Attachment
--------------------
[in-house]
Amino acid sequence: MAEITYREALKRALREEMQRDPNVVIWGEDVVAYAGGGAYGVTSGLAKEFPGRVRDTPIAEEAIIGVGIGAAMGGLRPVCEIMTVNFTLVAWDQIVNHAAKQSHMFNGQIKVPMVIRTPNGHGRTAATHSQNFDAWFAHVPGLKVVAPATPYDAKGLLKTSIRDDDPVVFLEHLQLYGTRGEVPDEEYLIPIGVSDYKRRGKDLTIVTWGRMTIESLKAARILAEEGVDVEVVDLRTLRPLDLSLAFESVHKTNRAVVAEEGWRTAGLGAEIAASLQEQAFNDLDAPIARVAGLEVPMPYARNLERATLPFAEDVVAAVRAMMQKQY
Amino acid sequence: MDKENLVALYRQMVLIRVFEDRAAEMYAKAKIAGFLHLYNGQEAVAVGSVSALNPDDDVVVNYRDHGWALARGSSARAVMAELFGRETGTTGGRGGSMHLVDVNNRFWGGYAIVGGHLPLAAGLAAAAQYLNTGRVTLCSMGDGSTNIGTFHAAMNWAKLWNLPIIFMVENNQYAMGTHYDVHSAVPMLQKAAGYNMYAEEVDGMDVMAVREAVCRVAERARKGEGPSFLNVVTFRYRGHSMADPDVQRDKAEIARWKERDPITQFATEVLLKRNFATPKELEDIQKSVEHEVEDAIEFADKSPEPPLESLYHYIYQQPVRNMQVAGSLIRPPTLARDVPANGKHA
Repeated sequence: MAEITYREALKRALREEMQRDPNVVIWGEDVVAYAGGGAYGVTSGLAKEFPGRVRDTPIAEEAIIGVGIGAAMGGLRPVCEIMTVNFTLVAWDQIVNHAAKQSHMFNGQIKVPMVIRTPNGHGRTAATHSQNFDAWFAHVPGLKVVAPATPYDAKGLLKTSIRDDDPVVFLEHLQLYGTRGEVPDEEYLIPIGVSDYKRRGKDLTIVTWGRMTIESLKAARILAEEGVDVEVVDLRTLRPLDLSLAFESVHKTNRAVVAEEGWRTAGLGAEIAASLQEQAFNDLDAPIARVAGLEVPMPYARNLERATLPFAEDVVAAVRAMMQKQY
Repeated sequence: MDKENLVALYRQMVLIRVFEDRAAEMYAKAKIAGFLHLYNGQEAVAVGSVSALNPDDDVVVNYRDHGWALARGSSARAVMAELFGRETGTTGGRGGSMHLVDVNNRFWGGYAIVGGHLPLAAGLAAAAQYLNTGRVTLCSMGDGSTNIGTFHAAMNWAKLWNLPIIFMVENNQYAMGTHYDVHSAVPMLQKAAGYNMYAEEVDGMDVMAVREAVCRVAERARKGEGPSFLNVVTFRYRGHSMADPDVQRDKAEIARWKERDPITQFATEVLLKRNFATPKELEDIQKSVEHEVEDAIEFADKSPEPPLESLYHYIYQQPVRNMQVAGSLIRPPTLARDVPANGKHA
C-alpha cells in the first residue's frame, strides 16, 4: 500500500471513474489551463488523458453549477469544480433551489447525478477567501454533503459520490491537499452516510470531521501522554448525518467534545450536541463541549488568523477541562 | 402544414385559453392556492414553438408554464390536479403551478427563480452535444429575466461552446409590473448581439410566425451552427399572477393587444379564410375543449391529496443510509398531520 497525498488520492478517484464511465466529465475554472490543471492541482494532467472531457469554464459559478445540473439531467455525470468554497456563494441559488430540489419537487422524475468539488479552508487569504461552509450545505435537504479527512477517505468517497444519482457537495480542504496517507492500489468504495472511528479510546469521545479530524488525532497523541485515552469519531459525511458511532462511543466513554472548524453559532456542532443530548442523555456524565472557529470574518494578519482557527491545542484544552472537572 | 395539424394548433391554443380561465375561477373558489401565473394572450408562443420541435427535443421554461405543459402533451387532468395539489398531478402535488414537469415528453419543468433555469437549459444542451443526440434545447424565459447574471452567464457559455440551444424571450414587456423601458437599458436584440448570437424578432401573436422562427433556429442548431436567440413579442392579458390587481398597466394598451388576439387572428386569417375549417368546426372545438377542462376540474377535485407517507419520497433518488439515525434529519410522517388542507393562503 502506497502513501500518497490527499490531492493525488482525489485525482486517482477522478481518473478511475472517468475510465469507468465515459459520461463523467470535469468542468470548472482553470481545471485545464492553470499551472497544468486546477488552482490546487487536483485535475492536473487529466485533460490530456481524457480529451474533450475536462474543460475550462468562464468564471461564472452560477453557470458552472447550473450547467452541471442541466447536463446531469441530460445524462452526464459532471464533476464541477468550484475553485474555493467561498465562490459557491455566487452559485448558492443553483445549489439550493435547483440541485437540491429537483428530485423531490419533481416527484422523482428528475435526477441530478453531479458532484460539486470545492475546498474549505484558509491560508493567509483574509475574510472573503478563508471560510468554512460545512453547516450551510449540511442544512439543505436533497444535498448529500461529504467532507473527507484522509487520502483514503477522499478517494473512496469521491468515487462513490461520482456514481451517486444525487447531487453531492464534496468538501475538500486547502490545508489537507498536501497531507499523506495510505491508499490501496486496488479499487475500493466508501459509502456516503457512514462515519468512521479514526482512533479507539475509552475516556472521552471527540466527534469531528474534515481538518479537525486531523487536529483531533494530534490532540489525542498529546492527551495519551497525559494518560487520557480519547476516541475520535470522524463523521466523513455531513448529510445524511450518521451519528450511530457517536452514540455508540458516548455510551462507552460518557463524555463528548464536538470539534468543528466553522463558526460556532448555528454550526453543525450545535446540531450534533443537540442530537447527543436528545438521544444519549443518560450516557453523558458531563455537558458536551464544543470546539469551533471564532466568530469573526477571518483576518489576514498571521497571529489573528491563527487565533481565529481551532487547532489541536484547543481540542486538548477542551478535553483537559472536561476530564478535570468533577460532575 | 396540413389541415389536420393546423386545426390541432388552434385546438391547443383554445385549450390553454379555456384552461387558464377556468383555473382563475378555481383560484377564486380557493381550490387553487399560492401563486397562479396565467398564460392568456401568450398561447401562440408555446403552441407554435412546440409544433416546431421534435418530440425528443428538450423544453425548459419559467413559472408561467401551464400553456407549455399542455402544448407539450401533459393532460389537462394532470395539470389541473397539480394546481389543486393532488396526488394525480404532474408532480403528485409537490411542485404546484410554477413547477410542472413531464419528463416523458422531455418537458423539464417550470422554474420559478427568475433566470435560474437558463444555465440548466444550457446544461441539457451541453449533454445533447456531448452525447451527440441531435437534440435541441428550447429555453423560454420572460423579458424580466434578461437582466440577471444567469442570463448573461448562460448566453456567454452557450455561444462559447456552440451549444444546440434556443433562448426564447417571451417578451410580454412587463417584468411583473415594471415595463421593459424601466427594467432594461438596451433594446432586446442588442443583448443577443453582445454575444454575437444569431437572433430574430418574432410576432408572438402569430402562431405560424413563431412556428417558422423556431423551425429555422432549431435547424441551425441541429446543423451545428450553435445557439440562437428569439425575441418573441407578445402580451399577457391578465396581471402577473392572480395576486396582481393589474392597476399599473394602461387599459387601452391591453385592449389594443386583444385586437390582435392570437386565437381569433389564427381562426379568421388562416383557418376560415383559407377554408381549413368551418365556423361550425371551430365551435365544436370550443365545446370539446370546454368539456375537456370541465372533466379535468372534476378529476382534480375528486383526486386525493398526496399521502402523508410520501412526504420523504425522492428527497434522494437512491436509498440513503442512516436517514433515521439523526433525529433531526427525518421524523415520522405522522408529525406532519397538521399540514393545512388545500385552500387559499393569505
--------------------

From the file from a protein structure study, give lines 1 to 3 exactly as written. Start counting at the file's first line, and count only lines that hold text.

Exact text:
[in-house]
Amino acid sequence: MAEITYREALKRALREEMQRDPNVVIWGEDVVAYAGGGAYGVTSGLAKEFPGRVRDTPIAEEAIIGVGIGAAMGGLRPVCEIMTVNFTLVAWDQIVNHAAKQSHMFNGQIKVPMVIRTPNGHGRTAATHSQNFDAWFAHVPGLKVVAPATPYDAKGLLKTSIRDDDPVVFLEHLQLYGTRGEVPDEEYLIPIGVSDYKRRGKDLTIVTWGRMTIESLKAARILAEEGVDVEVVDLRTLRPLDLSLAFESVHKTNRAVVAEEGWRTAGLGAEIAASLQEQAFNDLDAPIARVAGLEVPMPYARNLERATLPFAEDVVAAVRAMMQKQY
Amino acid sequence: MDKENLVALYRQMVLIRVFEDRAAEMYAKAKIAGFLHLYNGQEAVAVGSVSALNPDDDVVVNYRDHGWALARGSSARAVMAELFGRETGTTGGRGGSMHLVDVNNRFWGGYAIVGGHLPLAAGLAAAAQYLNTGRVTLCSMGDGSTNIGTFHAAMNWAKLWNLPIIFMVENNQYAMGTHYDVHSAVPMLQKAAGYNMYAEEVDGMDVMAVREAVCRVAERARKGEGPSFLNVVTFRYRGHSMADPDVQRDKAEIARWKERDPITQFATEVLLKRNFATPKELEDIQKSVEHEVEDAIEFADKSPEPPLESLYHYIYQQPVRNMQVAGSLIRPPTLARDVPANGKHA